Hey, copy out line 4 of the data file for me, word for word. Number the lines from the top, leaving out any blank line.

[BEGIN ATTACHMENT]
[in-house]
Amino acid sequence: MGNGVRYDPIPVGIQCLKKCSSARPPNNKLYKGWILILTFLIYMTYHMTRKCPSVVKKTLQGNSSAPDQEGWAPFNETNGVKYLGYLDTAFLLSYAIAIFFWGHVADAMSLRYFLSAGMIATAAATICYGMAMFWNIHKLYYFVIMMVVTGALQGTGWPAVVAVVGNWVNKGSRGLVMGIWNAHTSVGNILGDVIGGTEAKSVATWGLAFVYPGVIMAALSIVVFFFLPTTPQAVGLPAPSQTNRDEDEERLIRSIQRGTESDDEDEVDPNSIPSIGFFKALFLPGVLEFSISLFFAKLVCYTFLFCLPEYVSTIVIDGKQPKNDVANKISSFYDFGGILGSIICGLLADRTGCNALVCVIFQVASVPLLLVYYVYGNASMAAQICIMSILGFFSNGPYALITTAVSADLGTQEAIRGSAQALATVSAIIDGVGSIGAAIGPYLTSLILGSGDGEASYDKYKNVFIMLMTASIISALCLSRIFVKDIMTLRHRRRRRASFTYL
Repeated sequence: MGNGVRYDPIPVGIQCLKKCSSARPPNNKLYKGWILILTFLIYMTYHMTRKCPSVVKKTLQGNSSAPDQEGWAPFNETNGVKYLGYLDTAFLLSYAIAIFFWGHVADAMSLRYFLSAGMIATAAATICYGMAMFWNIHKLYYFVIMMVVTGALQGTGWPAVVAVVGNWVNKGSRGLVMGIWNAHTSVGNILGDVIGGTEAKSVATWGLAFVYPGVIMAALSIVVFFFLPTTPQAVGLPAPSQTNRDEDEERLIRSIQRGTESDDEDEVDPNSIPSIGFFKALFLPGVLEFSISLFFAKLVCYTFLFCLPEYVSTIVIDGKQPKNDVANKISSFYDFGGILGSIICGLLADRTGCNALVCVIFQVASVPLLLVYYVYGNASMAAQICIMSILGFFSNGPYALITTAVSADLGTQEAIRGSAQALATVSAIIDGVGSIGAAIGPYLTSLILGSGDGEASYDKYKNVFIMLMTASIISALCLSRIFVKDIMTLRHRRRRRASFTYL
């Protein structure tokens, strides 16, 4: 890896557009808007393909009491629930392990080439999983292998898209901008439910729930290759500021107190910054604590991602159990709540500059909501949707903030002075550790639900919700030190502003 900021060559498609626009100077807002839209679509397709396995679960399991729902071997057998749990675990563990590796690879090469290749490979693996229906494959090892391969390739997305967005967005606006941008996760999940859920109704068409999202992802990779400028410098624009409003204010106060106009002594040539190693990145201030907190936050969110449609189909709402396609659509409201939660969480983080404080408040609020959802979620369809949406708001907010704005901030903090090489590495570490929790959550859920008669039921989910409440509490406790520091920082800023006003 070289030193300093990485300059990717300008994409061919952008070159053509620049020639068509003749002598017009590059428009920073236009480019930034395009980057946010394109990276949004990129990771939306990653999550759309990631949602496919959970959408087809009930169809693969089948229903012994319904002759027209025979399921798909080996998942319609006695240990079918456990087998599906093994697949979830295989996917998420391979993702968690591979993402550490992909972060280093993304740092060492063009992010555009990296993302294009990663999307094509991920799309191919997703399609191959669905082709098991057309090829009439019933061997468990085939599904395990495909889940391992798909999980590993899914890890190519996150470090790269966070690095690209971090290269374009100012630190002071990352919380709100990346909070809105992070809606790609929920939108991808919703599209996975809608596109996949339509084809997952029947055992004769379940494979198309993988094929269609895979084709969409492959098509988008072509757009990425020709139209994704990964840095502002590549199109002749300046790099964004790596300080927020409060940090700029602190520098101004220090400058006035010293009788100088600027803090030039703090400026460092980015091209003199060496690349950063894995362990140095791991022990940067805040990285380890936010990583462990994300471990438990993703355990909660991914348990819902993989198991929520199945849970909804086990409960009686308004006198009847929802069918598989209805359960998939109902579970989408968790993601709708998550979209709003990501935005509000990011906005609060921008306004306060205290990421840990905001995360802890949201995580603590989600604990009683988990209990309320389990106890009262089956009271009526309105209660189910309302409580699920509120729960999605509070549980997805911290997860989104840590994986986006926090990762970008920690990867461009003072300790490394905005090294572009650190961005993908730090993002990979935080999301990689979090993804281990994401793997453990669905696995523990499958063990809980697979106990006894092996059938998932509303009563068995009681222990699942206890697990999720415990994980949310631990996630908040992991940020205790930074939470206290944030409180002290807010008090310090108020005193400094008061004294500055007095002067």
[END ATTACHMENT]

């Protein structure tokens, strides 16, 4: 890896557009808007393909009491629930392990080439999983292998898209901008439910729930290759500021107190910054604590991602159990709540500059909501949707903030002075550790639900919700030190502003 900021060559498609626009100077807002839209679509397709396995679960399991729902071997057998749990675990563990590796690879090469290749490979693996229906494959090892391969390739997305967005967005606006941008996760999940859920109704068409999202992802990779400028410098624009409003204010106060106009002594040539190693990145201030907190936050969110449609189909709402396609659509409201939660969480983080404080408040609020959802979620369809949406708001907010704005901030903090090489590495570490929790959550859920008669039921989910409440509490406790520091920082800023006003 070289030193300093990485300059990717300008994409061919952008070159053509620049020639068509003749002598017009590059428009920073236009480019930034395009980057946010394109990276949004990129990771939306990653999550759309990631949602496919959970959408087809009930169809693969089948229903012994319904002759027209025979399921798909080996998942319609006695240990079918456990087998599906093994697949979830295989996917998420391979993702968690591979993402550490992909972060280093993304740092060492063009992010555009990296993302294009990663999307094509991920799309191919997703399609191959669905082709098991057309090829009439019933061997468990085939599904395990495909889940391992798909999980590993899914890890190519996150470090790269966070690095690209971090290269374009100012630190002071990352919380709100990346909070809105992070809606790609929920939108991808919703599209996975809608596109996949339509084809997952029947055992004769379940494979198309993988094929269609895979084709969409492959098509988008072509757009990425020709139209994704990964840095502002590549199109002749300046790099964004790596300080927020409060940090700029602190520098101004220090400058006035010293009788100088600027803090030039703090400026460092980015091209003199060496690349950063894995362990140095791991022990940067805040990285380890936010990583462990994300471990438990993703355990909660991914348990819902993989198991929520199945849970909804086990409960009686308004006198009847929802069918598989209805359960998939109902579970989408968790993601709708998550979209709003990501935005509000990011906005609060921008306004306060205290990421840990905001995360802890949201995580603590989600604990009683988990209990309320389990106890009262089956009271009526309105209660189910309302409580699920509120729960999605509070549980997805911290997860989104840590994986986006926090990762970008920690990867461009003072300790490394905005090294572009650190961005993908730090993002990979935080999301990689979090993804281990994401793997453990669905696995523990499958063990809980697979106990006894092996059938998932509303009563068995009681222990699942206890697990999720415990994980949310631990996630908040992991940020205790930074939470206290944030409180002290807010008090310090108020005193400094008061004294500055007095002067």